Suddenly you're launched into an argument about stealing movies with a guy who's doing it in the dumbest way that he knows how. You could go into how it hurts an industry when you illegally share films online, and how it hurts the respect that everyone has for you when you share your own home movies of another movie. Instead you're forced to stage-whisper quick commands over a crowded row of people to a person who is getting angry at you for sheepishly enforcing rules upon them. Now the audio in his shit-for-shot remake is ruined by a pesky theater employee who just doesn't want to hear more complaints about the guy who has deemed it his responsibility to ensure that the world has at least one free, low-quality version of WALL-E.
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I don't know a lot about economics, but I know enough that, when people have put money into something like a movie, they do it with the hope that it will bring that amount of money back and more. There's a pretty decent margin between The Lone Ranger's budget and the amount of money that represents the American people's complete non-interest in it, and you can't fill that margin with smiles. I know that it seems weird that people would spend millions of dollars for The Avengers 2: Remember After the Credits of the First One? Yeah, It'll Be That Guy with the interest of living comfortably off of the profits, but they do.
"Honestly, it's a project done out of love ... of hookers and cocaine."
Sadly, as soon as your friends hear that you got a new job at the movies, any knowledge they have of how the economy works is thrown out the window. People have this misconception about free tickets as if there's a system in place that will allow you to get your friend, your friend's little brother, and your friend's girlfriend in for free on the Friday of the film's debut, over and over again. It doesn't matter whether you work in concessions and ushering, like I did, or in the box office. When you work at a theater, apparently you have some kind of pull that allows you to sneak people past the entire machinations of what keeps movie theaters in business.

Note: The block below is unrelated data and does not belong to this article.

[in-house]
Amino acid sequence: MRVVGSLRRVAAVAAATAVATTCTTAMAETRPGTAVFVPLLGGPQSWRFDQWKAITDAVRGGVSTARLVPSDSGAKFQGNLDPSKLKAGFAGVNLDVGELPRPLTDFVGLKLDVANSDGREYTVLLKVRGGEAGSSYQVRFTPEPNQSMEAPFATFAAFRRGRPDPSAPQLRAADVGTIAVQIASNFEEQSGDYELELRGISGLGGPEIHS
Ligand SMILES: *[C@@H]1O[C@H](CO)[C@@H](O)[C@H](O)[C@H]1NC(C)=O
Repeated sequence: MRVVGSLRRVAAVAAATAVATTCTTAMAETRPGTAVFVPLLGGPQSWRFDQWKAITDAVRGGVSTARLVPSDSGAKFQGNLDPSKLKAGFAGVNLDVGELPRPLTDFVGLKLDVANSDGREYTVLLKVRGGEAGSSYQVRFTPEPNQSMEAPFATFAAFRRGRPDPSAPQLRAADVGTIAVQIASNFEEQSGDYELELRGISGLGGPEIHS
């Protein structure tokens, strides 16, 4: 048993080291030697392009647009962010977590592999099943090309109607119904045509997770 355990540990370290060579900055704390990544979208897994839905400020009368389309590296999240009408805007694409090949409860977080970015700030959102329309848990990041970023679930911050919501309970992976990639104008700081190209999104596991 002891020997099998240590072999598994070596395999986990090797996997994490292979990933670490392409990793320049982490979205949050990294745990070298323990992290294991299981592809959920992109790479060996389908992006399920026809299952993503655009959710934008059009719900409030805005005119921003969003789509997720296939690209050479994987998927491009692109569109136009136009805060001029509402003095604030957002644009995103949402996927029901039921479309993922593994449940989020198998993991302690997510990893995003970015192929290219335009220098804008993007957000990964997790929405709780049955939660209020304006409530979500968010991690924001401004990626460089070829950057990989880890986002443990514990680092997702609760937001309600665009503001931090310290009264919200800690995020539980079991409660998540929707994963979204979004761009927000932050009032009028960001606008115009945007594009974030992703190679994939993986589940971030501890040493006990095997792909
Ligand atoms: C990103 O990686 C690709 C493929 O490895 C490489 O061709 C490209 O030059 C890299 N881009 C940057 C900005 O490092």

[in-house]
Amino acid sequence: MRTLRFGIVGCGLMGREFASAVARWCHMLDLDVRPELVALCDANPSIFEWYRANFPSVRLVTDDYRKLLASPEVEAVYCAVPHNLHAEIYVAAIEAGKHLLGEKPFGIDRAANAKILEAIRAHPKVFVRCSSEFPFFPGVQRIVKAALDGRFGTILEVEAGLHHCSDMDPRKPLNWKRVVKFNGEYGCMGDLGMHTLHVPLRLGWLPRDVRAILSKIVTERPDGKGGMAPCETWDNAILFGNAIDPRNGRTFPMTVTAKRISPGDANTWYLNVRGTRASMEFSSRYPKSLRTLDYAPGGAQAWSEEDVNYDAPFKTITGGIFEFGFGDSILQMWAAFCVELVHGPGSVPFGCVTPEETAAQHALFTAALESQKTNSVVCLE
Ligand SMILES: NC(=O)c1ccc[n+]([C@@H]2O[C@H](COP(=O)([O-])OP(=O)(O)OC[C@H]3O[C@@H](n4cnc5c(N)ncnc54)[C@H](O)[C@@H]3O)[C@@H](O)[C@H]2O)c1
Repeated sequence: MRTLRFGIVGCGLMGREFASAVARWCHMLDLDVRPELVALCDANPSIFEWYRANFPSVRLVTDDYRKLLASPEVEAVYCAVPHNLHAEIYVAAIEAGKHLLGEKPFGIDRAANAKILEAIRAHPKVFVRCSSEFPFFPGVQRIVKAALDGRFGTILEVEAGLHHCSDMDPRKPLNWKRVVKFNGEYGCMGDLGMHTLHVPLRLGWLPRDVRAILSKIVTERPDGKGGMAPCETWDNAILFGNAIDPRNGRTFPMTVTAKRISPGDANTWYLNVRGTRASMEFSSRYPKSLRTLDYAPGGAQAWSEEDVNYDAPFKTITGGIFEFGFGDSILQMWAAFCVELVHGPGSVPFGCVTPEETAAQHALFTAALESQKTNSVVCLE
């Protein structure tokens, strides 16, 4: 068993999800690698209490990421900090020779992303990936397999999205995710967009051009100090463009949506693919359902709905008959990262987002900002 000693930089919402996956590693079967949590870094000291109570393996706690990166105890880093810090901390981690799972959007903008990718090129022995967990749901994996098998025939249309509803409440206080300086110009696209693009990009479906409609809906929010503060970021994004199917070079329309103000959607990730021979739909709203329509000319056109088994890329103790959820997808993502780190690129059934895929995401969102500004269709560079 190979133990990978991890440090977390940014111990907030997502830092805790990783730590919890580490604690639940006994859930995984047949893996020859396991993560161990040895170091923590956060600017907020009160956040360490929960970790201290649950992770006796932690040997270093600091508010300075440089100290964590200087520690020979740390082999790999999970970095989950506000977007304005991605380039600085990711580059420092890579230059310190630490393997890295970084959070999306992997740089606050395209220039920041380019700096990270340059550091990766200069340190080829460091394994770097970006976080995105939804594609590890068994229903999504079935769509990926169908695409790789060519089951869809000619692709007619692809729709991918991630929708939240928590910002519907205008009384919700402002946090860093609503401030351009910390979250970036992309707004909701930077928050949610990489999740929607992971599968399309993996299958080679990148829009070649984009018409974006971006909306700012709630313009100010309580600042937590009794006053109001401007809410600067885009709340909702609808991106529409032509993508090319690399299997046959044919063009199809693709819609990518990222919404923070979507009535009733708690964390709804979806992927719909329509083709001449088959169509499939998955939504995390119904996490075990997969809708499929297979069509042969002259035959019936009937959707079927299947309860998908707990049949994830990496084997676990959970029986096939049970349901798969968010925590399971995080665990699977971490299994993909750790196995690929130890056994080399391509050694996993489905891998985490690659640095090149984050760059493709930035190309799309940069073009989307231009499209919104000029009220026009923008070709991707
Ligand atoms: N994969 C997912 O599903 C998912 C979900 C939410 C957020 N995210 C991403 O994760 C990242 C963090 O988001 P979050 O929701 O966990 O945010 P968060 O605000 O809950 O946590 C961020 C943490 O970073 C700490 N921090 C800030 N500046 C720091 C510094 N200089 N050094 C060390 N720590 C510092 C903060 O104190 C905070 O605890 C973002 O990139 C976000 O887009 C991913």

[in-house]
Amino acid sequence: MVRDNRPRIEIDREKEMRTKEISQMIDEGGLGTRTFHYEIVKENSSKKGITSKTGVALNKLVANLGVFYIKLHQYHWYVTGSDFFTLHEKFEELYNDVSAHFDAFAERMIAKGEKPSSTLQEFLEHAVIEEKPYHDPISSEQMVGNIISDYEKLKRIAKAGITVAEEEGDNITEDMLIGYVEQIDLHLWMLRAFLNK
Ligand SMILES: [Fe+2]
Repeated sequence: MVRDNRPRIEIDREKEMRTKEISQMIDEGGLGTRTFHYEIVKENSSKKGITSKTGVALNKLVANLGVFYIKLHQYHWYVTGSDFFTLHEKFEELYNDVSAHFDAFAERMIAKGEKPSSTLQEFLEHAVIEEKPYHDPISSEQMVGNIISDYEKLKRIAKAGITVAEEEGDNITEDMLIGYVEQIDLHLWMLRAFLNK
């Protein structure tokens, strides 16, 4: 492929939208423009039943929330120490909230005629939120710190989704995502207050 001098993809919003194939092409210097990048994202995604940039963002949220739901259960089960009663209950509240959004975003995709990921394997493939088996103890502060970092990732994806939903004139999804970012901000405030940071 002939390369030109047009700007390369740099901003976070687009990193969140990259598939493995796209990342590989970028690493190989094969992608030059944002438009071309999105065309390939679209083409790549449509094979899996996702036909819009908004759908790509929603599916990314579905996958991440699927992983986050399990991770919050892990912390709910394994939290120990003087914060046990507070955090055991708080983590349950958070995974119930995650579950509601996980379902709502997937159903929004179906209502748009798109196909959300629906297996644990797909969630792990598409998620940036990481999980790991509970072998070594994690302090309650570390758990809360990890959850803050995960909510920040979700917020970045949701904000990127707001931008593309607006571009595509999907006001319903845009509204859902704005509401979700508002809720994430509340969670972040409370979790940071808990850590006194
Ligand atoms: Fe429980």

The people who run the theater are even more hesitant to provide any sort of free ticket service for your cheap friends. Some of the money coming in goes to them, and when you say, "Excuse me, but could I possibly cut back on that chance for income a little bit?" they don't take it warmly.
It's almost like they're trying to run a legitimate business or something ...
I never had enough clout in my position to Oprah my way into giving out free tickets to everyone. My friends took this as a sign of me being an asshole, because apparently their friends who work at Home Depot or Target are just giving away free weed eaters and nickel-finish picture frames (respectively) from the trunks of their cars.
If working at a movie theater got me any closer to Hollywood, it was only the part where you realize that all of your friends are leeches who just like you because of the doors they think you can open for them.
Daniel left a piece of his soul behind in that theater. If you find it, let him know on Twitter.